Australian Public Law Blog Article by Dr William Isdale and Sarah Fulton
This post is part of a special series that the Australia Public Law Blog is featuring on the Australian Law Reform Commission’s report on Judicial Impartiality.
Last week, the Australian Law Reform Commission’s report, Without Fear or Favour: Judicial Impartiality and the Law on Bias, was tabled in the Commonwealth Parliament. It provides the first comprehensive review in Australia of the laws, practices and procedures relating to judicial impartiality and bias, and makes 14 recommendations for reform.
The Australian Law Reform Commission (ALRC) is grateful for the opportunity to contribute to this special AUSPUBLAW forum. The report is the product of the contributions of many, including litigants, judges, legal practitioners, and academics. We hope that the report generates debate and discussion regarding the merits (or otherwise) of the ALRC’s recommendations for reform, and we look forward to reading the contributions of the assembled expert commentators, as they share their views on this blog over the coming weeks.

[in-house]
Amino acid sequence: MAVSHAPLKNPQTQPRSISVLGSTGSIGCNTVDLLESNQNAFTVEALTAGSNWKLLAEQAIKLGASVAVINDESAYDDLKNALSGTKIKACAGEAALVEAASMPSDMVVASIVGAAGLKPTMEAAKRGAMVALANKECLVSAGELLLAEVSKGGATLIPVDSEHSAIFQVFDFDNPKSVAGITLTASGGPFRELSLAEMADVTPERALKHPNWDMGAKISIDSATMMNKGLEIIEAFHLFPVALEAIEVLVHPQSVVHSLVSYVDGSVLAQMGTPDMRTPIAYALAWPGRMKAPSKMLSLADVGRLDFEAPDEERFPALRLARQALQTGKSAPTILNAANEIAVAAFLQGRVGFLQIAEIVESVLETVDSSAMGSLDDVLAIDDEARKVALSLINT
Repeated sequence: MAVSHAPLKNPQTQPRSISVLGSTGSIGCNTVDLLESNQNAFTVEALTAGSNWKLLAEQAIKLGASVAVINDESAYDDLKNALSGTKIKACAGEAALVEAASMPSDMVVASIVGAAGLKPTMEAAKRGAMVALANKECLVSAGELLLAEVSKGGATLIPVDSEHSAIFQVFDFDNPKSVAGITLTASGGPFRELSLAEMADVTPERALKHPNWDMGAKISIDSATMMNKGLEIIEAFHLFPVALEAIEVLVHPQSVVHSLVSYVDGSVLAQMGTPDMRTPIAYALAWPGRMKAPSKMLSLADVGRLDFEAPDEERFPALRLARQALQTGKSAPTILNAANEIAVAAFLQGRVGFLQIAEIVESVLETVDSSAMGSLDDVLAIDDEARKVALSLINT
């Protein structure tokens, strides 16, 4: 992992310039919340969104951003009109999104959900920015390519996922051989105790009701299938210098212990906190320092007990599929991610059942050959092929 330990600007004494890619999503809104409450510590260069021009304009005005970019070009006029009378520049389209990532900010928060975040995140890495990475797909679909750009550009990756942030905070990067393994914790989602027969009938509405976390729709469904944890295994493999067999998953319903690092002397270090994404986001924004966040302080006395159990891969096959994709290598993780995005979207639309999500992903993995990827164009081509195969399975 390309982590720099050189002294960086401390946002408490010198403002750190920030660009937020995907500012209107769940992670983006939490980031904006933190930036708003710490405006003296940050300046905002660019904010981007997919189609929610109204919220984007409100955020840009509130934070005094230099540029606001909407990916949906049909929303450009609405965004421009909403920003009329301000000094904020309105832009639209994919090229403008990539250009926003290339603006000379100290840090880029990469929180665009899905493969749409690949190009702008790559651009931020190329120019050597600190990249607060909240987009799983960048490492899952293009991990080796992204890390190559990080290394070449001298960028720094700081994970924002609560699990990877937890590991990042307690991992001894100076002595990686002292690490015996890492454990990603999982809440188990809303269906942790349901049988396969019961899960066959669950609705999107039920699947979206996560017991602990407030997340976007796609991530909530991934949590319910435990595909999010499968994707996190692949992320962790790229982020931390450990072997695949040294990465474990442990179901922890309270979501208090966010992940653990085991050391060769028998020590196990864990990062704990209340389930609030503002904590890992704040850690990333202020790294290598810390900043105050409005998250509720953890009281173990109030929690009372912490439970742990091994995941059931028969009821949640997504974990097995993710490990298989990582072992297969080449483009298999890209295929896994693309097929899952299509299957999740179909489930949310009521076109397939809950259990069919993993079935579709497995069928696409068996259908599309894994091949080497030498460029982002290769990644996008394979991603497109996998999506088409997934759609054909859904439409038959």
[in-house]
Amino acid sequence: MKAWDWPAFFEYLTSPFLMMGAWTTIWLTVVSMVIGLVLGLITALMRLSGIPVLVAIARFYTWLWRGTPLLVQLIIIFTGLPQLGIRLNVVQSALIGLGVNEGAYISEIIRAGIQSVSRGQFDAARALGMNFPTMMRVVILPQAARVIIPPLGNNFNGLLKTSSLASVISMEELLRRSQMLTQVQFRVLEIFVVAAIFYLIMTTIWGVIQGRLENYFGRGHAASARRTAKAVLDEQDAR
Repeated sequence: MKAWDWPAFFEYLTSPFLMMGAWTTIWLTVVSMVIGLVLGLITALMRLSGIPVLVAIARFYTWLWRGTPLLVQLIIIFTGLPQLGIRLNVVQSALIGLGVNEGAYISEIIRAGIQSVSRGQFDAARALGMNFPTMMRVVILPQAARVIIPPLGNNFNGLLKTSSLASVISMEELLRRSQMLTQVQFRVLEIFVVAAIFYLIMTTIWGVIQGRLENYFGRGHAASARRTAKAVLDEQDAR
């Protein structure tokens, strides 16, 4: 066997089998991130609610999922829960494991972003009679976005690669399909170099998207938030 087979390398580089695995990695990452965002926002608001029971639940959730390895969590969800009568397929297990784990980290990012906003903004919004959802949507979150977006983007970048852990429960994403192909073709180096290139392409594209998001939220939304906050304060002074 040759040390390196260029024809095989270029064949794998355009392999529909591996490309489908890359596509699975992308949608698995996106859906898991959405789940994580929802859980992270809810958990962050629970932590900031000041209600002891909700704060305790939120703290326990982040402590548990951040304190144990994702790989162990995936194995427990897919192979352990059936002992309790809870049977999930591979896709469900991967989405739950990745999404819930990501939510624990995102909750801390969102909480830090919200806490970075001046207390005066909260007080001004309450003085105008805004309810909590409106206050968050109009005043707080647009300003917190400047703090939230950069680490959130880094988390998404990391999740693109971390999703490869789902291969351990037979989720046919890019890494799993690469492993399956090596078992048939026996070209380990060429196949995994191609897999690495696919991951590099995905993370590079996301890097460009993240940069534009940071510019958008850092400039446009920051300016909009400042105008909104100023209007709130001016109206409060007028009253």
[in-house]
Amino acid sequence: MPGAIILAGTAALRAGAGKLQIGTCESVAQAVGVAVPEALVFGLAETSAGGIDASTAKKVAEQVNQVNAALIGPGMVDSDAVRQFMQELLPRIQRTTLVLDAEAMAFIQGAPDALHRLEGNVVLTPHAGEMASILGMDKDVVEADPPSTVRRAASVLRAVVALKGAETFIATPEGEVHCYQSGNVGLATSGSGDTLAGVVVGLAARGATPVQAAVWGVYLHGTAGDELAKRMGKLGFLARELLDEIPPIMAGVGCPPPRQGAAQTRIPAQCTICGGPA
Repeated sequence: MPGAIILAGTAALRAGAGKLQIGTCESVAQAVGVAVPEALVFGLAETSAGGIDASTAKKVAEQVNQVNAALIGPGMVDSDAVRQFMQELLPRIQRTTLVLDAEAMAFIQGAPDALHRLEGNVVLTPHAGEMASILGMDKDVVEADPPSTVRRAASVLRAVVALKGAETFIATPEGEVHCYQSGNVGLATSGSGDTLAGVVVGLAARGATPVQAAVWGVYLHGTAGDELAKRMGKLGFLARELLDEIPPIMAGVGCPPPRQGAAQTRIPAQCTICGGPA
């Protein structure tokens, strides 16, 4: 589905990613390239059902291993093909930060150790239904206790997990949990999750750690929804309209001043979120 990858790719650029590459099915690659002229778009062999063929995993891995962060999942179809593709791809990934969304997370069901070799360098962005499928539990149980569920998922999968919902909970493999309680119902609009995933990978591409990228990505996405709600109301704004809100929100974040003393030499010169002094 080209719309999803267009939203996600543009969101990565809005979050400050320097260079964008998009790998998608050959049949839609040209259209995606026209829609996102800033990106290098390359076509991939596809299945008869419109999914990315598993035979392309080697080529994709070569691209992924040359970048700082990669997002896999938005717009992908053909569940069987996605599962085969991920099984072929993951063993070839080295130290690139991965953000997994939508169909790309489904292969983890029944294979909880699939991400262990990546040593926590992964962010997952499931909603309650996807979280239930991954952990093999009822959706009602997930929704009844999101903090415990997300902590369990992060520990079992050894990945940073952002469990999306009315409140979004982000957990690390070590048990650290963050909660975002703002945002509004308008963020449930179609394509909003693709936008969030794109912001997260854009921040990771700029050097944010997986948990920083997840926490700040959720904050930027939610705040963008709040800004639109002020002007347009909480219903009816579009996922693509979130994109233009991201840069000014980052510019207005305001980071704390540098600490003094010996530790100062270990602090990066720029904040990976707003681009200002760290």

In this post we provide a short overview of the context for the Judicial Impartiality Inquiry (Inquiry), the consultation views and data that were gathered and analysed by the ALRC, and provide a brief summary of the report’s recommendations.